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Former Packet reporter pens Leacockian tale of Christmas in Mariposa

Jamie Lamb's book features stories 'woven together with the connective tissue of my experiences growing up in a small Canadian town that was pretty much created by Stephen Leacock'
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jamie lamb photo Joyce Dodds Photography
Jamie Lamb, who spent much of his youth in Orillia and began his long newspaper career at The Packet & Times, has written a book called Christmas in Mariposa: Sketches of Canada's Legendary Little Town. Joyce Dodds photo

NEWS RELEASE
HERITAGE HOUSE PUBLISHING
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In 1912, Stephen Leacock made Orillia famous with Sunshine Sketches of a Little Town, a collection of humorous stories about a fictionally named lakeside town called Mariposa.

The book became an international sensation, establishing Leacock as Canada’s most celebrated humourist.

A little more than a century on, veteran Vancouver Sun columnist Jamie Lamb shares his own recollections of the place in Christmas in Mariposa: Sketches of Canada’s Legendary Little Town.

Releasing this week from Heritage House, Christmas in Mariposa is the result of a decades-long project by Lamb to create a literary work that pays tribute to Leacock while recounting memorable episodes from his youth spent in Orillia during the last century.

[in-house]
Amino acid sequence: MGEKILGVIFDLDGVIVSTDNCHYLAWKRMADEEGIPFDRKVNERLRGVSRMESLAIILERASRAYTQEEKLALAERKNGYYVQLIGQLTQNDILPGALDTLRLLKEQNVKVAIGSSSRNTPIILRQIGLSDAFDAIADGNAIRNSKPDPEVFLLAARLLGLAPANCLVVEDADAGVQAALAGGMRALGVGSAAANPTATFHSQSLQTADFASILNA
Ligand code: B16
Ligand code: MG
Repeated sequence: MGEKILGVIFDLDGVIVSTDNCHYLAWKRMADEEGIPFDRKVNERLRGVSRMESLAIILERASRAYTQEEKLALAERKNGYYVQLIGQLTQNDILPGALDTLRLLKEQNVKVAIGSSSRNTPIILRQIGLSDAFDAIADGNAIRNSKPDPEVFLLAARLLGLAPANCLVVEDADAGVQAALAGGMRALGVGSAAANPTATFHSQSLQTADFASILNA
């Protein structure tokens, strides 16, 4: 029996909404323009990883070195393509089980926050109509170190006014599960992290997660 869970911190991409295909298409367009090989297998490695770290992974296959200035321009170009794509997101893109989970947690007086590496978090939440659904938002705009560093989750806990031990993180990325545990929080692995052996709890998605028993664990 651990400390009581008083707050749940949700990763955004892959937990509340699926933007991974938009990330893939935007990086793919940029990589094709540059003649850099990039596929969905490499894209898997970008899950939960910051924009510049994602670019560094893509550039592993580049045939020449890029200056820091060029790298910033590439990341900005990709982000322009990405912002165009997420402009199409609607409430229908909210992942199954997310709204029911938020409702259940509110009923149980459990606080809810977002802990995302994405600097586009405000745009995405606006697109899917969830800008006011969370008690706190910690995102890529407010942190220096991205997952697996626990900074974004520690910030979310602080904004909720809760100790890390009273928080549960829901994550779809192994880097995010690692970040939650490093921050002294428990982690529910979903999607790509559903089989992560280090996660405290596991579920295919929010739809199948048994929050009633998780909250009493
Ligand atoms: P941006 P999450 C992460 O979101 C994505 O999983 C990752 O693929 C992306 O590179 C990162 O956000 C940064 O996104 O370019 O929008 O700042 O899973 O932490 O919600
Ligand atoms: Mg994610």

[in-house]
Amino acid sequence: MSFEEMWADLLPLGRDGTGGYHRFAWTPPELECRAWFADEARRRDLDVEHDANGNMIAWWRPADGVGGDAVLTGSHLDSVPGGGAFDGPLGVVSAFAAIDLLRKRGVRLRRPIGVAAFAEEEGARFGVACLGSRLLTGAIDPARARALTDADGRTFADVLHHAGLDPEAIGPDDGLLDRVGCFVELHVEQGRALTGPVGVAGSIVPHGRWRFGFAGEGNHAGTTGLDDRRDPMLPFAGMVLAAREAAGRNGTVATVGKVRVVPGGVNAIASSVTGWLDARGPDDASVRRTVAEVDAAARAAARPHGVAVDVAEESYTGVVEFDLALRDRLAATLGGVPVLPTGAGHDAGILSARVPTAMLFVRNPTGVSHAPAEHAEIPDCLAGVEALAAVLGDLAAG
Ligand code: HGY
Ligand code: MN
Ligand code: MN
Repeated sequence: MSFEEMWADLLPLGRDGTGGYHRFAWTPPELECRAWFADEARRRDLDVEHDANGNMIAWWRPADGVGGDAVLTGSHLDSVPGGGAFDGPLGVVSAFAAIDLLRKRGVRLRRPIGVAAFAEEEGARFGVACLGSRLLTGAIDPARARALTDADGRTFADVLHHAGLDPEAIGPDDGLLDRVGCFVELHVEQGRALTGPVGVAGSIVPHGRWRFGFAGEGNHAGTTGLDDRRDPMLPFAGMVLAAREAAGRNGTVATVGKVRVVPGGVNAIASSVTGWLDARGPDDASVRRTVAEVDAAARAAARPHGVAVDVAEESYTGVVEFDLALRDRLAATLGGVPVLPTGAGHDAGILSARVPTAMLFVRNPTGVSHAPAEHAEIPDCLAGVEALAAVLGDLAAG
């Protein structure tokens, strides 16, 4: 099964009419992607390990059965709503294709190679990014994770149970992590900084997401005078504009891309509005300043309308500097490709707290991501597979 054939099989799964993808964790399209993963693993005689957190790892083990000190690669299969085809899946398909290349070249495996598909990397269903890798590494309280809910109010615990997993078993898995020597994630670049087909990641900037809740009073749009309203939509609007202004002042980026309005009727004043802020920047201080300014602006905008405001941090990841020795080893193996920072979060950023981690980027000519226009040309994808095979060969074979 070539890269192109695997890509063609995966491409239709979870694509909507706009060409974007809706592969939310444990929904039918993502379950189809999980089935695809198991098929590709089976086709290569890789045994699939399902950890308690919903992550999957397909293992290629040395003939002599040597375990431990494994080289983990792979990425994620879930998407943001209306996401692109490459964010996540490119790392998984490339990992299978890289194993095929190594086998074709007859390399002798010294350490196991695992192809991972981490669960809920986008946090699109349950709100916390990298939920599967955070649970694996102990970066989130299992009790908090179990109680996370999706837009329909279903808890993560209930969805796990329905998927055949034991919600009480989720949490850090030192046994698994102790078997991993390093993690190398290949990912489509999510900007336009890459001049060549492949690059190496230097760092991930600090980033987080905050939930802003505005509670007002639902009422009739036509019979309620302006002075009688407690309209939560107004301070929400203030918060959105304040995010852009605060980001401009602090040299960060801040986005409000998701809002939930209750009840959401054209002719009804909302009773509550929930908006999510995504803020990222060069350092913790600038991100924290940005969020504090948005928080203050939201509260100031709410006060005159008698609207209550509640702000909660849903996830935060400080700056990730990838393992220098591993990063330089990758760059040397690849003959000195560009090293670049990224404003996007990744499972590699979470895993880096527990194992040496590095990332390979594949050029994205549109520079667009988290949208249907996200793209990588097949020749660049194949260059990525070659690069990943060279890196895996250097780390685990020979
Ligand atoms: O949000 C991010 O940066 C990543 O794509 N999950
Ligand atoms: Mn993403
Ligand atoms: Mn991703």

“I’ve spent my life hearing stories from people and then writing about them,” says Lamb, a retired newspaperman whose father, James B. Lamb, served as editor and publisher of the Orillia Daily Packet & Times.

“But these are the best stories I know, woven together with the connective tissue of my experiences growing up in a small Canadian town that was pretty much created by Stephen Leacock, a town that millions of people in North America know or have read about.”

Echoing Leacock, Lamb’s stories feature a recurring cast of larger-than-life characters who—through their eccentricities, triumphs, and sorrows—create a universal sense of Canadian small-town life.

Where the book takes a novel turn is in its focus on Christmas. Lamb admits that many of his best memories involve the winter holidays. But he says that setting the stories around moments of Christmas offered a further way “to step out of the traces” of daily life and “play off a reader’s seasonal predisposition to shed a tear, to laugh, or to share a human moment.” 

Jamie Lamb has been a reporter, film critic, Ottawa bureau chief, and columnist for The Vancouver Sun, and a reporter at the Orillia Daily Packet & Times, Charlottetown Guardian, Peterborough Examiner, Georgetown Herald, Penetanguishene Citizen, and Prince George Citizen.

Lamb was a regular commentator on CBC’s Morningside and Newsworld and has written for numerous Canadian and US magazines. He lives in Tsawwassen, BC.

Lamb will be giving readings at events this fall in Victoria, Vancouver, Orillia, and Toronto.
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